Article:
The introduction of Gervinho for the lamentable Aruna Dindane did imbue some vigor into the Ivorian side. His slipperiness and willingness to try and beat defenders was sorely missed in the first half.

Slow and steady became quick and expressive for Brazil around the hour mark. Wingback Maicon, the scorer of that impossible goal against North Korea, marauded down the right flank and found Robinho, who in turn laid off for Kaká. A shot soon followed but was safely slapped away by Barry. Do not mourn for Joga Bonito for it has endured. The efficiency of Dunga’s Brazil may sometimes mask the exuberant element to his side but moments of swift interchanging still surface and we were beginning to catch rare glimpses of it.

Brazil soon added to their advantage. Kaká was finally finding his form again, beating Tiené effortleslly before gliding a pass along the turf for Elano who diverted it into the net. In the process he registered his second goal of the tournament in as many games.

Elano will be thankful that he reinserted his shinguards after removing them in his goal celebration. The former Manchester City midfielder was brought from the field by stretcher following a nasty tackle. The match was quickly becoming ill-tempered.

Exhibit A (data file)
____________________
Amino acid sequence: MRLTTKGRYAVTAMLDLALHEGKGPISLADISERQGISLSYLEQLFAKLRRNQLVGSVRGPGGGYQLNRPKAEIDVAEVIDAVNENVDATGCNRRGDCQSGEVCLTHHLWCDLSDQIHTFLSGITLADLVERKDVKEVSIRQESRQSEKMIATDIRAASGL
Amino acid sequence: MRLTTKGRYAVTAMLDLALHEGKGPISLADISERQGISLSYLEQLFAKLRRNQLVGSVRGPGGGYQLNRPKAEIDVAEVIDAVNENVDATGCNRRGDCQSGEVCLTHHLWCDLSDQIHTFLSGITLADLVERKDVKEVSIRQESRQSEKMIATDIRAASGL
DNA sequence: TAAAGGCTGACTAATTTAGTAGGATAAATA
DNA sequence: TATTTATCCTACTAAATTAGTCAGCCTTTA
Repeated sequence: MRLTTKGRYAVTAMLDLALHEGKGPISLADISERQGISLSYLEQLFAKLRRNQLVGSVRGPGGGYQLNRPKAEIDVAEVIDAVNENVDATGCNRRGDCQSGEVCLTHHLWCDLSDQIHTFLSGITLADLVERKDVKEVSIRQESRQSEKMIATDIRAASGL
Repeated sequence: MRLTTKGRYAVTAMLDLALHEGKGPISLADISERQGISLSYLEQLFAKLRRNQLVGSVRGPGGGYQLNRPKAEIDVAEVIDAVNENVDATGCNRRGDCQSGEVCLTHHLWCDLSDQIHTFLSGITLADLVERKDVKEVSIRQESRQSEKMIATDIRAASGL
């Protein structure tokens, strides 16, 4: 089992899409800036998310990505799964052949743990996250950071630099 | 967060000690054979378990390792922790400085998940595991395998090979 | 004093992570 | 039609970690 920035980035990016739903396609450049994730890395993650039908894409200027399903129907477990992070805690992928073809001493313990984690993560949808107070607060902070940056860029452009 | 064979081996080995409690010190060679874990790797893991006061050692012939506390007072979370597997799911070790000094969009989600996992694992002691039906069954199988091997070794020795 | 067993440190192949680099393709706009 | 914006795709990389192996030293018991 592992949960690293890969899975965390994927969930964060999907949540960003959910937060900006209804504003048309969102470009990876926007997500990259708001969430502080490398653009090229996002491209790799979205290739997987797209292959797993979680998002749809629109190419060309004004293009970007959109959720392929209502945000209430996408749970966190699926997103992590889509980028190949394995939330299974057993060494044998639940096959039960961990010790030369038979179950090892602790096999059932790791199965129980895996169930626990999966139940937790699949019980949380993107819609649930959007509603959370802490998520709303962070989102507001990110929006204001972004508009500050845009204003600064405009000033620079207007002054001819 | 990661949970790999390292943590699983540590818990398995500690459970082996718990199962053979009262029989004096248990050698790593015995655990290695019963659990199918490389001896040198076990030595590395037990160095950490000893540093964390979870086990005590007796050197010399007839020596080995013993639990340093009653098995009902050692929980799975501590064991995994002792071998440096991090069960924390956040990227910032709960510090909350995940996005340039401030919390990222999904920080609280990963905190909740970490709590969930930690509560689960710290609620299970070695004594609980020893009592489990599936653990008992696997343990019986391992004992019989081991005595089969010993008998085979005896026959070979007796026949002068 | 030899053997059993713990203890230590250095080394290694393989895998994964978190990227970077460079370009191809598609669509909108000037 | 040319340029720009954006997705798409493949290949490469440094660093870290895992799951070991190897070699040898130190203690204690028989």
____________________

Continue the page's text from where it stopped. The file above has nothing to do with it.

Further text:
Brazil continued to display flashes of excellence. One touch passing set Maicon on another jaunt into the Ivorian half, this time he thrilled the 84,000 in attendance with a perfectly executed nutmeg.

Tioté should have been dismissed by Stephane Lannoy following a horrific challenge on Michel Bastos, who himself was lucky that he was not seriously injured by the Tioté’s recklessness.

The Côte d’Ivoire had been poor at creating chances in both this match and their previous fixture with Portugal. They created their first goal of the tournament out from nowhere. Gervinho was in an expanse of space in the centre of the field. It was there that he decided to embark on a rampage past three Brazilian defenders before he ended up at the byline. The Lille player spotted Romaric’s late run towards the penalty area and offloaded. Romaric himself showing terrific awareness to loft the ball onto Didier Drogba’s head after his captain’s well timed run. Drogba headed home and returned the ball hurriedly to the centre-circle.